The new digital world has fragmented the sales funnel. The irony? We’re now much more connected, but decision makers are harder than ever to reach.
To combat this, companies are investing in sales solutions to help sales development representatives (SDRs) identify, connect with, and transition qualified prospects into opportunities.
In fact, according to Docurated, organizations plan to spend between $20,000 – $24,000 per salesperson on technologies that maximize productivity and effectiveness. However, because each tool is so different by nature, a one-size-fits-all solution does not exist. Instead, organizations are turning to “sales technology stacks.”
Here at ZoomInfo, we’ve combed over a number of studies to identify the three most prevalent issues sales reps face, and how each impacts your technology selection.
How to Build a Technology Stack that Solves the 3 Biggest Sales Problems
1. Lengthy on-boarding cycles and high turnover cause instability within an SDR team:
Multiple studies suggest the turnover rate for an SDR is just over 14 months. Complicating matters, Qvidian’s recent study found that it takes a new sales representative an average of 7-9 months to be “fully productive.”
Although “ramp up” time for new sales staff can be reduced with better new-hire training processes, turnover in this position is an issue that will always exist.
Due to frequent changes in personnel, analyzing the adoption process is necessary for any SDR technology selection. Sales leadership should prioritize ease-of-use and immediate effectiveness while building their sales technology stack.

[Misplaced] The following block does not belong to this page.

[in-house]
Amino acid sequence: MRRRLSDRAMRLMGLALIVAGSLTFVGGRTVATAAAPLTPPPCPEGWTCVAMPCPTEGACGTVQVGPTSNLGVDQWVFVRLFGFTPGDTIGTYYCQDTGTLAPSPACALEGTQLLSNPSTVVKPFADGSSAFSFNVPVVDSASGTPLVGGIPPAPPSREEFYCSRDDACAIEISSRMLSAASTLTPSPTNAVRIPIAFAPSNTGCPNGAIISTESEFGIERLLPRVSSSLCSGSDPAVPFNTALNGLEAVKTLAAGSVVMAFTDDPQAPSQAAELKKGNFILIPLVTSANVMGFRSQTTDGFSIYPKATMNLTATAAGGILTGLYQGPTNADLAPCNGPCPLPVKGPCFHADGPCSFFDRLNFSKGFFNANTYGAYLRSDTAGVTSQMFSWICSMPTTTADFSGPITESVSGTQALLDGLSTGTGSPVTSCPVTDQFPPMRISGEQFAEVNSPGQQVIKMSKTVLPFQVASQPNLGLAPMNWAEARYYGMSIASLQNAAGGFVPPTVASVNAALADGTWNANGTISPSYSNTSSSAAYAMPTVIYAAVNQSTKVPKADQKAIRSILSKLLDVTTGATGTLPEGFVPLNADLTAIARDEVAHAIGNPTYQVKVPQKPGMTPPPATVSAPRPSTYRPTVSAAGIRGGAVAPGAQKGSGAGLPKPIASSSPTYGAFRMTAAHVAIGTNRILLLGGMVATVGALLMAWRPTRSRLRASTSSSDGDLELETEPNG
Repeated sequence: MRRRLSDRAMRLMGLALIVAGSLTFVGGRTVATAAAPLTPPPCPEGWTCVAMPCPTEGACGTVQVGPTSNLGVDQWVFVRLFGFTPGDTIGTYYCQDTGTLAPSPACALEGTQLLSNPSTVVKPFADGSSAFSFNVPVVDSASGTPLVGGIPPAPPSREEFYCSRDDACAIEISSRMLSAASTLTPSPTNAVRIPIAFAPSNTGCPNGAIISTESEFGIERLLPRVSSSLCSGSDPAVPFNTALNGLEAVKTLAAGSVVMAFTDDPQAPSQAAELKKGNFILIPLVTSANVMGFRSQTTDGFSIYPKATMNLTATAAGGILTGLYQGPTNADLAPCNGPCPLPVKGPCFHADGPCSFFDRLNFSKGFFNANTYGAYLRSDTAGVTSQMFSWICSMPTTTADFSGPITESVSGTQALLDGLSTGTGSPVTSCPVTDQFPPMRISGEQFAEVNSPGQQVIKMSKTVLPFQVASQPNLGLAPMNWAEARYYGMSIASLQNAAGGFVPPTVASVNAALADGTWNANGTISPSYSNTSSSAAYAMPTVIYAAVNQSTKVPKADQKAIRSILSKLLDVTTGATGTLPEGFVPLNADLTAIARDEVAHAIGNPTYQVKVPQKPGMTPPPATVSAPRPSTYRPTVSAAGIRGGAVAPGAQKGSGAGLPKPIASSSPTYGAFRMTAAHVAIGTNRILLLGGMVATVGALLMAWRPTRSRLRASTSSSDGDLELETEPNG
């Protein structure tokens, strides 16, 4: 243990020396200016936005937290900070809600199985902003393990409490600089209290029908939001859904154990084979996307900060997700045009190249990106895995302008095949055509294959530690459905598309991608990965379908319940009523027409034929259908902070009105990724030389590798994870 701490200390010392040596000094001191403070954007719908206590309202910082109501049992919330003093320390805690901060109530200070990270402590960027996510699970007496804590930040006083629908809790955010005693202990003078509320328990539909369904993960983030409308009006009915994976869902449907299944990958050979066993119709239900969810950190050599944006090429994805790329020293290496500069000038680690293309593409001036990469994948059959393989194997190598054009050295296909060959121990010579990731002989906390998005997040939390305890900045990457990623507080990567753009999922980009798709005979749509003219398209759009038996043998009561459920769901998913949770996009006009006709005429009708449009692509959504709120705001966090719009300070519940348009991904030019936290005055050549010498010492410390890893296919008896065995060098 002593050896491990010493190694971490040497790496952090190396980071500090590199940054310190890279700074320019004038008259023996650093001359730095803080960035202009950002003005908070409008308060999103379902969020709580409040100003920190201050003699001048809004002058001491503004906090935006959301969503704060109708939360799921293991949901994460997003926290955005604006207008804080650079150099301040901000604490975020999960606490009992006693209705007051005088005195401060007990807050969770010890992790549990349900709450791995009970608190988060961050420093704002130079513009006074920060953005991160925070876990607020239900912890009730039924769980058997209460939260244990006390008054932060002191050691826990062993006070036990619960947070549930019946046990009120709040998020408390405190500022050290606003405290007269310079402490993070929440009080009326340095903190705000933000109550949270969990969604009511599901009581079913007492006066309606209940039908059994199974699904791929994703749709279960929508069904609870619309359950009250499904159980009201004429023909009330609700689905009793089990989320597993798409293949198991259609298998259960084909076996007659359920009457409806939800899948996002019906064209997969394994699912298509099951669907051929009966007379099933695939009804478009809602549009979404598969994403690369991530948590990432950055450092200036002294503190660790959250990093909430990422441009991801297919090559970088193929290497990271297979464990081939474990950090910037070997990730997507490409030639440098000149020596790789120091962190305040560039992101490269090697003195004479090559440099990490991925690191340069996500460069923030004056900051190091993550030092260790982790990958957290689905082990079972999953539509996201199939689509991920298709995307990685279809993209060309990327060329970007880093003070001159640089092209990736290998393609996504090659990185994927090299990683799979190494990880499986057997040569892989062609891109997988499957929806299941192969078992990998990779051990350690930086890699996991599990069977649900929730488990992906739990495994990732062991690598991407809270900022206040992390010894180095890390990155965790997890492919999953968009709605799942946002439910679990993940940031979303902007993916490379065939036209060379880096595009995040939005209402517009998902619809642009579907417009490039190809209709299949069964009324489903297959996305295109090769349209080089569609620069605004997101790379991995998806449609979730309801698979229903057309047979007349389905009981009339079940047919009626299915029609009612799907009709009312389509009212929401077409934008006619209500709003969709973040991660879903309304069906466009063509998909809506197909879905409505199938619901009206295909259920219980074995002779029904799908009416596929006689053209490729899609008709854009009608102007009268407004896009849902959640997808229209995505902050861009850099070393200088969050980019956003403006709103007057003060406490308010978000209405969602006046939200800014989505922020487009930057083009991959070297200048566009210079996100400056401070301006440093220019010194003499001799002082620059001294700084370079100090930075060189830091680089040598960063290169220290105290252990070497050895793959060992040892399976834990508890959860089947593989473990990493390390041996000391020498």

2. Regardless of industry, company size or revenue, SDRs struggle with time management– ultimately spending a disproportionate time on non-selling activities:
Productivity is difficult to quantify; however, an overwhelming amount of research concludes poor time management is a sales epidemic. SiriusDecisions even reports 65% of companies believe their sales representatives spend too much time on non-selling activities. And according to IDC, 1/3 of potential selling time is wasted due to poor sales enablement.
Many sales tools were developed to remedy the “time sucks” in an SDR’s day. Sales leadership should examine their entire qualification process and strategically look for ways to consolidate steps through automation.
3. SDRs are at the forefront of friction between sales and marketing:
Longstanding issues between sales and marketing stunt organizational growth. Sales may believe marketing is targeting the wrong job function, management level, or industries with its content strategy and overall value positioning. Conversely, marketing may believe campaigns produce more qualified leads than sales converts.
SDRs operate at the crossroads of these two departments, and can often provide valuable commentary about sales and marketing alignment beyond rudimentary KPIs. To this point, it’s worth noting that in its annual study, AA-ISP found that SDRs place lead volume and quality as their top challenge impeding success.
Marketing is a key stakeholder in any sales investment. Ideally, initial input and eventual buy-in from marketing leadership can ensure technology adoption processes that serve both departments. The result will reduce technology overlaps and increase the likelihood of superior ROI from a sales technology stack.
Contact us today to see how ZoomInfo’s contact database fits into your sales technology stack.